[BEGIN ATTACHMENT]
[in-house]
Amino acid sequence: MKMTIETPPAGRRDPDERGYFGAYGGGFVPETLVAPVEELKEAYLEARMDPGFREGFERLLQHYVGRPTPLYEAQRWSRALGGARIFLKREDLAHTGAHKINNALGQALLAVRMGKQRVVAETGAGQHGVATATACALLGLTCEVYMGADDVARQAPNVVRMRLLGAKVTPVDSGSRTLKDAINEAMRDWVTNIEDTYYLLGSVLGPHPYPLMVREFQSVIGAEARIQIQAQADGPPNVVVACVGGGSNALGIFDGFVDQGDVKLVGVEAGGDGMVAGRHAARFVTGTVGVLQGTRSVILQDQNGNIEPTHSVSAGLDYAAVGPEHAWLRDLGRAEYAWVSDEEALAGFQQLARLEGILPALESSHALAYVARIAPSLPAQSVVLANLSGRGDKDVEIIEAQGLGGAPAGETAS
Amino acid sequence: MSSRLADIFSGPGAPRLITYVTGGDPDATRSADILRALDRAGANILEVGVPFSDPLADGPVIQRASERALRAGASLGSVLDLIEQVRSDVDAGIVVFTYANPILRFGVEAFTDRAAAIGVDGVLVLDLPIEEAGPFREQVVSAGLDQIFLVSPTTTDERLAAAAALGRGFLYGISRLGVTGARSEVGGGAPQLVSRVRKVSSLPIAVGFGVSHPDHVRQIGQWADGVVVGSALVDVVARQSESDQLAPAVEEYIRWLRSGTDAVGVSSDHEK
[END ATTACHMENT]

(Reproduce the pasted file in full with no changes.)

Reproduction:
[in-house]
Amino acid sequence: MKMTIETPPAGRRDPDERGYFGAYGGGFVPETLVAPVEELKEAYLEARMDPGFREGFERLLQHYVGRPTPLYEAQRWSRALGGARIFLKREDLAHTGAHKINNALGQALLAVRMGKQRVVAETGAGQHGVATATACALLGLTCEVYMGADDVARQAPNVVRMRLLGAKVTPVDSGSRTLKDAINEAMRDWVTNIEDTYYLLGSVLGPHPYPLMVREFQSVIGAEARIQIQAQADGPPNVVVACVGGGSNALGIFDGFVDQGDVKLVGVEAGGDGMVAGRHAARFVTGTVGVLQGTRSVILQDQNGNIEPTHSVSAGLDYAAVGPEHAWLRDLGRAEYAWVSDEEALAGFQQLARLEGILPALESSHALAYVARIAPSLPAQSVVLANLSGRGDKDVEIIEAQGLGGAPAGETAS
Amino acid sequence: MSSRLADIFSGPGAPRLITYVTGGDPDATRSADILRALDRAGANILEVGVPFSDPLADGPVIQRASERALRAGASLGSVLDLIEQVRSDVDAGIVVFTYANPILRFGVEAFTDRAAAIGVDGVLVLDLPIEEAGPFREQVVSAGLDQIFLVSPTTTDERLAAAAALGRGFLYGISRLGVTGARSEVGGGAPQLVSRVRKVSSLPIAVGFGVSHPDHVRQIGQWADGVVVGSALVDVVARQSESDQLAPAVEEYIRWLRSGTDAVGVSSDHEK